Photorealistic images are so passé these days. Like much of the online world, my Macworld colleagues and I have embraced the trend of sharing low-fi photos, which is dominated by iOS apps such as Instagram (). But those apps suffer from a few limitations. They’re limited to your iOS device, for one. And oftentimes they limit the maximum output size or shape of your finished image.
That’s why I was eager to test out Realmac Software’s Analog, a Mac app clearly inspired by Instagram and its ilk, but with numerous advantages.
Analog does plenty right. First off, its interface is delightfully simple. When you launch the app, you see a list of custom photo filters on the right, and a large empty space on the left into which you drop a photograph. (You can also open a photo the more traditional way, using the File menu—which, if you didn’t know, gives you quick access to your iPhoto-hosted images using the Media -> Photos item in the Open-dialog’s sidebar.)
Once you’ve chosen your starting photograph, it’s time to play with Analog’s 19 filters. The range of filters is, in a word, excellent, letting you make photos grainier, apply a dated or vintage look, alter saturation levels, and add other visual artifacts reminiscent of photos taken Back In The Day. I’m partial to the washed-out Golden Hour and blown-out Hefga, but the others are superb, as well. In fact, Analog’s filters are the best I’ve seen in apps of this sort—there are no clunkers (though my editor thinks Memory, which emulates a double exposure, is a bit silly).
Click a filter to preview its effect on your photo. The filters are, of course, non-destructive—your original image is untouched—and you can click through the filters (or use the arrow keys) to browse until you find the right one. In an especially clever touch, the effects of filters that add smudges, flares, or scratches are generated randomly, so if you frequently use the Helsinki filter, for example, your photos won’t all show a long flare in the same spot. Unfortunately, this also means that if you’re particularly fond of a specific flare placement and then switch to a different filter, the effect might look a bit different when you return to it. Still, since you can generate a new take by just clicking the filter again, you can likely recreate the effect you were after—or something very close—with a little patience.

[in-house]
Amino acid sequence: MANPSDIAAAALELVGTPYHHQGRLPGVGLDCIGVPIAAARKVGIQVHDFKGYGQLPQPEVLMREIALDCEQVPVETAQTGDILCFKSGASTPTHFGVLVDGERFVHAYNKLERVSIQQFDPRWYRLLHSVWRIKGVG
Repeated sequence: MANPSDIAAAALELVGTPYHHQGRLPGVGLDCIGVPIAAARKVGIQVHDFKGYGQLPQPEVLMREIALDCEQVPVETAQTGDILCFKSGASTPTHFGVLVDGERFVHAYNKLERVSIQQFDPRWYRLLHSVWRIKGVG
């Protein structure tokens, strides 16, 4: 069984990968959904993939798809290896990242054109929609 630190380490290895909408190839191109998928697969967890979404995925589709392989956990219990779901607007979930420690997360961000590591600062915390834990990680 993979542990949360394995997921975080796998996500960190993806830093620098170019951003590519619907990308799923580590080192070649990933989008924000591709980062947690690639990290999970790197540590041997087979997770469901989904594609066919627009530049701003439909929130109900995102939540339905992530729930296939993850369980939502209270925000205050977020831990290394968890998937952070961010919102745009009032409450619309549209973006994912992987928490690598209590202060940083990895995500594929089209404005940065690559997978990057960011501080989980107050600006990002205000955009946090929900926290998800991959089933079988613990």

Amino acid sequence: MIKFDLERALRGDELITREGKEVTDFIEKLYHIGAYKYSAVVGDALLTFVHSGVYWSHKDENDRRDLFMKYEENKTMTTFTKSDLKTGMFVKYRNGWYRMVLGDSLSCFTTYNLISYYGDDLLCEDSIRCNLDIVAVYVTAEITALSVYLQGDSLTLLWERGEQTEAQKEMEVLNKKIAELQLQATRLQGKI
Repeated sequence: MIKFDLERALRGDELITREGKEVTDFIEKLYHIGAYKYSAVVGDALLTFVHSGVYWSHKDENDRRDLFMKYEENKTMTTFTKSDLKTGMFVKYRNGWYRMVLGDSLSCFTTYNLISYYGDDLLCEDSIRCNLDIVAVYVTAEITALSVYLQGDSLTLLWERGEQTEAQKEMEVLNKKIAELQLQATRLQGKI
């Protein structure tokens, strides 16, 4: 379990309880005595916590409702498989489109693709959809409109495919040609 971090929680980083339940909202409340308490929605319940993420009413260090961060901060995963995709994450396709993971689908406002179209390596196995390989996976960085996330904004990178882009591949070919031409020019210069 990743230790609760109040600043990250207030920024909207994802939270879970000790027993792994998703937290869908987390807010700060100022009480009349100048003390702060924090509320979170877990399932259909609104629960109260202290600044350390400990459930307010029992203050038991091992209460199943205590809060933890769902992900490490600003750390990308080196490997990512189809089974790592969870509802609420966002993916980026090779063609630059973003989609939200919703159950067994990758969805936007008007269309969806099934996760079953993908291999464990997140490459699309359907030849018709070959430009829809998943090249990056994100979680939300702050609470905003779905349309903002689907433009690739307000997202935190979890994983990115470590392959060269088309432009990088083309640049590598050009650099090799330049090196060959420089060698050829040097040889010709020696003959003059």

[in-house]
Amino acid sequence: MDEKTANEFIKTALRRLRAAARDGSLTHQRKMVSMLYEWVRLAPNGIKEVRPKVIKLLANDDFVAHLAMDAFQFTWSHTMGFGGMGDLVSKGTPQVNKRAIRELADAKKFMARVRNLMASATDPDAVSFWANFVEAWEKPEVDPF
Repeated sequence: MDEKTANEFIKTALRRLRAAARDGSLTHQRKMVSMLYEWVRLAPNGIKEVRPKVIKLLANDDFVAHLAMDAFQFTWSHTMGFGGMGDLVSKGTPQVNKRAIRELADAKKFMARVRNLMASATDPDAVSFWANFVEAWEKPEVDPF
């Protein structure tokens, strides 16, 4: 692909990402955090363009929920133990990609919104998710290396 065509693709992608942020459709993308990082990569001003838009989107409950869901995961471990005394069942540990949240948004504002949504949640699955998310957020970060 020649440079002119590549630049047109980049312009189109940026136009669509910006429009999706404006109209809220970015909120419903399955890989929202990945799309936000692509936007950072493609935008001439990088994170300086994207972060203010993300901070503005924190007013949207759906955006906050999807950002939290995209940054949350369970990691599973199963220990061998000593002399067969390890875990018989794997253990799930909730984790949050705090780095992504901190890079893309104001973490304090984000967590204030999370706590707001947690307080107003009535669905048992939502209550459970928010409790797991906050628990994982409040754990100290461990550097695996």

With your filter choice made, you switch to Analog’s Borders list, which includes 13 options for framing your image. However, several of these constrain your image to square dimensions, and even borders that don’t alter your image’s dimensions can crop it a bit by overlapping its edges instead of merely surrounding the photo. This means that if your photo’s subject is close to the image’s edges, the border may well cut off part of your image. While testing Analog, I longed for a way to move a border-cropped image around, or zoom in or out on the image, to better choose which part the border framed. (The workaround is to use Analog’s crop feature to tweak the image to better fit the selected border.)
In addition to its filters and borders, Analog lets you manipulate your photos a couple other ways: The aforementioned crop feature (which lets you choose free-form, square, 4-by-3, or 16-by-9 crops), as well as an option to rotate the image in 90-degree intervals. You access these options by simply moving the cursor over your image to bring up Analog’s tool display.
This tool display includes three other options. Clicking the Analog icon toggles your currently applied effects and edits off and on, so that you can compare your tweaks with the original image. Clicking the share button lets you save the edited image, send it via email, or post it to CloudApp, Facebook, Picasa, or Flickr—Twitter is a notable and unfortunate omission. Finally, a full-screen button lets you toggle Analog’s Lion-embracing full-screen mode.
In a clever touch, if you choose to post your photo online, Analog’s Dock icon spins while it uploads your photo to the chosen sharing service. Even better, when the upload process is complete, Analog automatically opens the webpage of the shared photo in your default browser. I do wish that the app offered a way to provide titles and captions for photos before you shared them, though.
Analog lacks the built-in social network of Instagram, and, because it runs on your Mac instead of on your iPhone, it requires that you already have the photo you want to manipulate. But’s a great app that gives you Instagram-like fun on your Mac. The filters are beautiful, the interface is simple, and the results are incredible.
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